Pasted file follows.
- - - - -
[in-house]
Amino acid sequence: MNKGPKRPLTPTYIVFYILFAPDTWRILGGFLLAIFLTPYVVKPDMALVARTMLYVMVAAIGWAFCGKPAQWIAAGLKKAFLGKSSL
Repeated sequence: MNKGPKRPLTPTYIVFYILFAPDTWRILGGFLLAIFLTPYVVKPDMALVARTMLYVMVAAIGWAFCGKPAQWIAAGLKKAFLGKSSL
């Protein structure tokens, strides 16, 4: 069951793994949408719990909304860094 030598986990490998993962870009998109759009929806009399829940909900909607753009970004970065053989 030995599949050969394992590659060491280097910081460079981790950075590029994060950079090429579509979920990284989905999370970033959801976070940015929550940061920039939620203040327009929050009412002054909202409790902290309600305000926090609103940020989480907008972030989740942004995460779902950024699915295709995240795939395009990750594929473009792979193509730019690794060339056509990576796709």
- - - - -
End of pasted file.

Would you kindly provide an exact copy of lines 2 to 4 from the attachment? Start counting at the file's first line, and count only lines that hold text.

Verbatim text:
Amino acid sequence: MNKGPKRPLTPTYIVFYILFAPDTWRILGGFLLAIFLTPYVVKPDMALVARTMLYVMVAAIGWAFCGKPAQWIAAGLKKAFLGKSSL
Repeated sequence: MNKGPKRPLTPTYIVFYILFAPDTWRILGGFLLAIFLTPYVVKPDMALVARTMLYVMVAAIGWAFCGKPAQWIAAGLKKAFLGKSSL
């Protein structure tokens, strides 16, 4: 069951793994949408719990909304860094 030598986990490998993962870009998109759009929806009399829940909900909607753009970004970065053989 030995599949050969394992590659060491280097910081460079981790950075590029994060950079090429579509979920990284989905999370970033959801976070940015929550940061920039939620203040327009929050009412002054909202409790902290309600305000926090609103940020989480907008972030989740942004995460779902950024699915295709995240795939395009990750594929473009792979193509730019690794060339056509990576796709």